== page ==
As we navigate these highly challenging times for all sectors of the economy, businesses are looking to the prospect of staff returning to the office environment, and how the risks to health posed by the COVID-19 virus can be robustly managed as their buildings are increasingly brought back into operation.
As part of this, clearly, the provision of safe internal working environments for staff that will return to the office, in due course, is paramount.
In light of this, CIBSE and REHVA have developed a new set of guidance on how to operate HVAC and water systems within commercial buildings to minimise any spread of the virus.
As noted by CIBSE, the current Public Health England guidance on infection control states that “The transmission of COVID-19 is thought to occur mainly through respiratory droplets generated by coughing and sneezing, and through contact with contaminated surfaces. The predominant modes of transmission are assumed to be droplet and contact”, and whilst droplets will generally fall out of airstreams within a relatively short distance, there is an increasing body of evidence to suggest that the virus can be spread through the air in poorly ventilated indoor spaces.
As such, it is crucial that building services equipment such as mechanical ventilation systems, along with water systems, are reviewed and managed to mitigate risk to occupants as far as possible.
This article details some of the key insights from the current guidance.
As a first principle, the dilution of internal air streams should reduce the risk of transmission through a reduction of building occupant exposure time to any airborne virus aerosols, whilst also reducing the potential for the virus to settle on any internal surfaces.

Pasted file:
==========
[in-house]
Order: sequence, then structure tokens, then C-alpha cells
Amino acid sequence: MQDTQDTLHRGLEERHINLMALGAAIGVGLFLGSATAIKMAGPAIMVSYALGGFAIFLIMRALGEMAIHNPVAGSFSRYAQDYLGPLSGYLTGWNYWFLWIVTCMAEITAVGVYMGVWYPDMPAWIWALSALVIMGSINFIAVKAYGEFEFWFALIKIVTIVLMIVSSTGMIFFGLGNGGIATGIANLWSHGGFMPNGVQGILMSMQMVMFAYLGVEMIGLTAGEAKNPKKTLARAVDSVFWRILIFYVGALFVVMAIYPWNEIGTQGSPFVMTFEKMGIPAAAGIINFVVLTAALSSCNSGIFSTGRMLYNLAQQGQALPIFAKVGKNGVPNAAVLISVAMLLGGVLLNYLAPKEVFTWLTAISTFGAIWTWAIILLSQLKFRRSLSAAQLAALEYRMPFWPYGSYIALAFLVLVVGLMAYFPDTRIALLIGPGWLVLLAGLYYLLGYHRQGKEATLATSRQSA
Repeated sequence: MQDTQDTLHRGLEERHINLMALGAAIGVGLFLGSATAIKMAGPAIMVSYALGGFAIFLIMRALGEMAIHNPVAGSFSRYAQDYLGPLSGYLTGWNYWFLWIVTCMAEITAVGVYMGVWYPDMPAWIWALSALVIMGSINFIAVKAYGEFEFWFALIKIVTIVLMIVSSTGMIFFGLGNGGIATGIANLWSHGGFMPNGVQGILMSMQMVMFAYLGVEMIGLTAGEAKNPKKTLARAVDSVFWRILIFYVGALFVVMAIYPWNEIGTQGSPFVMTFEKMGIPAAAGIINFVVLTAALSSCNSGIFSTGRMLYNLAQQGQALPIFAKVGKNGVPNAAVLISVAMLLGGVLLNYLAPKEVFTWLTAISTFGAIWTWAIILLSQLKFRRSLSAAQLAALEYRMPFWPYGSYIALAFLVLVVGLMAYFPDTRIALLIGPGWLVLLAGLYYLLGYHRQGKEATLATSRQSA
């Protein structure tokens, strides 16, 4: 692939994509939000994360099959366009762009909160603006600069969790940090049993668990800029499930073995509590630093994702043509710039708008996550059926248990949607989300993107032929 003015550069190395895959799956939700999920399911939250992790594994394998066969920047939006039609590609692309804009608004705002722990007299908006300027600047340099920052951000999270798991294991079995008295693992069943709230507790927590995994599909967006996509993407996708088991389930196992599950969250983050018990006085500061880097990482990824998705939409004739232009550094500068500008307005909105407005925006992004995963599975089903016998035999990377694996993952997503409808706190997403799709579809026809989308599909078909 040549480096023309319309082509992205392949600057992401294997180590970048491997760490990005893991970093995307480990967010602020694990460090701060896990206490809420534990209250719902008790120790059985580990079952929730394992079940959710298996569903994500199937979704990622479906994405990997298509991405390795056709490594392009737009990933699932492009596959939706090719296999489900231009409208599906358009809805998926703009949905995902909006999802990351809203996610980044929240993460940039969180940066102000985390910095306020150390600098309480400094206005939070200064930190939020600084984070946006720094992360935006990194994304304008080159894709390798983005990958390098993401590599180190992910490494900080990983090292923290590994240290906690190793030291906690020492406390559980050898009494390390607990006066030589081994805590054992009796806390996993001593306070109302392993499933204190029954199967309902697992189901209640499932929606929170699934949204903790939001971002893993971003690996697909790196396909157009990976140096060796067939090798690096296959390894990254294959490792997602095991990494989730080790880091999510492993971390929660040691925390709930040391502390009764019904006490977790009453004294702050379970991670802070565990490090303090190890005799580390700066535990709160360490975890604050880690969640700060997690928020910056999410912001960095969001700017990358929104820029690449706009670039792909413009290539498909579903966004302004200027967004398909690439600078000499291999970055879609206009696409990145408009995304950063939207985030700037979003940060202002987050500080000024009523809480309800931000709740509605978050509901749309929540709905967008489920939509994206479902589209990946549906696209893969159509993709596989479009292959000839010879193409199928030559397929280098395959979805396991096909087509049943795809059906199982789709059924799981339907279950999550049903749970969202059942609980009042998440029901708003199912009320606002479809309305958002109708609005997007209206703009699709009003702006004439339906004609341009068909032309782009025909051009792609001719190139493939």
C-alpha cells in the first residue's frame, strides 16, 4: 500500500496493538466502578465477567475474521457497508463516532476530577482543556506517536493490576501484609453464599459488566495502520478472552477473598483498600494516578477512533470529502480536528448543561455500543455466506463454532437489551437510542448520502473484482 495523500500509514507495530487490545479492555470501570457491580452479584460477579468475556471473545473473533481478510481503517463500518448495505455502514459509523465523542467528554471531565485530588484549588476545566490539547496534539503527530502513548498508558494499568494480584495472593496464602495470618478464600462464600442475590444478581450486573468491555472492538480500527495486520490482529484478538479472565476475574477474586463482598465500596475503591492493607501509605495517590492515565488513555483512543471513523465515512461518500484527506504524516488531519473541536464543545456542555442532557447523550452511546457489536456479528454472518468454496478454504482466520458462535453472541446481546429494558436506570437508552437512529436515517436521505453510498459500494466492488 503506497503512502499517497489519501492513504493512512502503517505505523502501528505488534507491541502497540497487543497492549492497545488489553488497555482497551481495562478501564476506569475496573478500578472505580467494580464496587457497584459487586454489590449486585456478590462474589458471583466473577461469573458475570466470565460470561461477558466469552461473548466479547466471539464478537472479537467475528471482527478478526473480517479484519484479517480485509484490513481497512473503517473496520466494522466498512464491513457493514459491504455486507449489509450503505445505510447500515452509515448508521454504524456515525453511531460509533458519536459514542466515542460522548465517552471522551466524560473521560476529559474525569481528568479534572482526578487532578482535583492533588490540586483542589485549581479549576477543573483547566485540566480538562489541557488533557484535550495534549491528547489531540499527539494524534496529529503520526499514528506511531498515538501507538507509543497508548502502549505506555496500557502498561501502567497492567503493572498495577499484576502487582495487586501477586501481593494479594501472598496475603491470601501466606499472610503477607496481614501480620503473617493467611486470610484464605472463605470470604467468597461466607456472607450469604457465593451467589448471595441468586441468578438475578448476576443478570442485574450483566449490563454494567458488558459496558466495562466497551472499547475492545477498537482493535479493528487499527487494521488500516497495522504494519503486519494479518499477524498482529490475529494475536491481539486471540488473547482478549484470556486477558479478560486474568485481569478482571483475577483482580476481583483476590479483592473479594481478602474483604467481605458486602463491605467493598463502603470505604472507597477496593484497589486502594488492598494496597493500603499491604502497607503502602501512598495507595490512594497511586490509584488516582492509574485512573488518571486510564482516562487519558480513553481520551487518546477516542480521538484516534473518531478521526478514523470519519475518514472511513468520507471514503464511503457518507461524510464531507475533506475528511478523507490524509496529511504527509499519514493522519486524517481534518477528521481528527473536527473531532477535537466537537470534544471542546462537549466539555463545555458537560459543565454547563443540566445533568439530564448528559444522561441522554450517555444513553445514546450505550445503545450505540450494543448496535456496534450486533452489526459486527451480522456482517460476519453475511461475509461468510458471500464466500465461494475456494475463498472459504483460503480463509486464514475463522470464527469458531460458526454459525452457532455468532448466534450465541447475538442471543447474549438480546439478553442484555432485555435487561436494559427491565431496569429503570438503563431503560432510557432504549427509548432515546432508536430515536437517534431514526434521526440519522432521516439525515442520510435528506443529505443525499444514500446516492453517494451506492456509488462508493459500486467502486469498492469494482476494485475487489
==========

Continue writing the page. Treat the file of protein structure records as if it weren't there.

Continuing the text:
As such, the over-riding advice is to reduce internal air recirculation and supply as much outside air to the building as reasonably possible. The key here is the delivery of optimal levels of fresh air provision per person, and maintenance of social distancing between staff that will return to the office to a minimum of 2-3m between individuals.
Any ventilation or air conditioning systems that are normally run with a recirculation mode should be adjusted to run on full outside air where possible. This includes systems which are fitted with return air filters, as it is understood that these will not filter out any viruses themselves.
Any recirculation of air between spaces, rooms or zones occupied by different people should be completely avoided – the primary objective is to maximise the air exchange rate with outside air and to minimise the risk of any pockets of stagnant air.
With regard to HVAC control strategies, it is recommended that extended operation times are implemented, and that ventilation rates should only be reduced down when the building is fully unoccupied. Ventilation systems should not be fully switched off when unoccupied, but ventilation rates can be reduced during full vacancy.
Similarly, CO2 set-points for demand control systems should be set to 400ppm, to optimise the delivery of outside air to internal spaces.
Exhaust ventilation systems of toilets should be left on 24/7.